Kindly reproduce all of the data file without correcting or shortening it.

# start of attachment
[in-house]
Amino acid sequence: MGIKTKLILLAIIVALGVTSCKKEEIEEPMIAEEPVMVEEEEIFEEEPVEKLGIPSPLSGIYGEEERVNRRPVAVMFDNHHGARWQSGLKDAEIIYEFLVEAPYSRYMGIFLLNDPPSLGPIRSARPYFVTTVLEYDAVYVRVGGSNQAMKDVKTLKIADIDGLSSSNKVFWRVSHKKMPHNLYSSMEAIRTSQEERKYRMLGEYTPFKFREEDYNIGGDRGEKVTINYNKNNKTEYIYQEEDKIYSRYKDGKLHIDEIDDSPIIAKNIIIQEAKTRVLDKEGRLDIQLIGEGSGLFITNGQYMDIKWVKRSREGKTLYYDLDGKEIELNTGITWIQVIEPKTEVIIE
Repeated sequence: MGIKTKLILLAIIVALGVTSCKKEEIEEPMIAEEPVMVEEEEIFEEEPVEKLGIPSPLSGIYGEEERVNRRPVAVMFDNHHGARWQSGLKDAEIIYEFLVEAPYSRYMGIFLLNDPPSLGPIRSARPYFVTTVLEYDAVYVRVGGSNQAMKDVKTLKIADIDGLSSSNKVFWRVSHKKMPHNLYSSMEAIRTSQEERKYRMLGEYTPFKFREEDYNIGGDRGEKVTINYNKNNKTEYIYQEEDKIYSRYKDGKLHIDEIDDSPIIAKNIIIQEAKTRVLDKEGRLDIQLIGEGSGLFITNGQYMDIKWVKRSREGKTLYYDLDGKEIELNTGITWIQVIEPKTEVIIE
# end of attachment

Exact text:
[in-house]
Amino acid sequence: MGIKTKLILLAIIVALGVTSCKKEEIEEPMIAEEPVMVEEEEIFEEEPVEKLGIPSPLSGIYGEEERVNRRPVAVMFDNHHGARWQSGLKDAEIIYEFLVEAPYSRYMGIFLLNDPPSLGPIRSARPYFVTTVLEYDAVYVRVGGSNQAMKDVKTLKIADIDGLSSSNKVFWRVSHKKMPHNLYSSMEAIRTSQEERKYRMLGEYTPFKFREEDYNIGGDRGEKVTINYNKNNKTEYIYQEEDKIYSRYKDGKLHIDEIDDSPIIAKNIIIQEAKTRVLDKEGRLDIQLIGEGSGLFITNGQYMDIKWVKRSREGKTLYYDLDGKEIELNTGITWIQVIEPKTEVIIE
Repeated sequence: MGIKTKLILLAIIVALGVTSCKKEEIEEPMIAEEPVMVEEEEIFEEEPVEKLGIPSPLSGIYGEEERVNRRPVAVMFDNHHGARWQSGLKDAEIIYEFLVEAPYSRYMGIFLLNDPPSLGPIRSARPYFVTTVLEYDAVYVRVGGSNQAMKDVKTLKIADIDGLSSSNKVFWRVSHKKMPHNLYSSMEAIRTSQEERKYRMLGEYTPFKFREEDYNIGGDRGEKVTINYNKNNKTEYIYQEEDKIYSRYKDGKLHIDEIDDSPIIAKNIIIQEAKTRVLDKEGRLDIQLIGEGSGLFITNGQYMDIKWVKRSREGKTLYYDLDGKEIELNTGITWIQVIEPKTEVIIE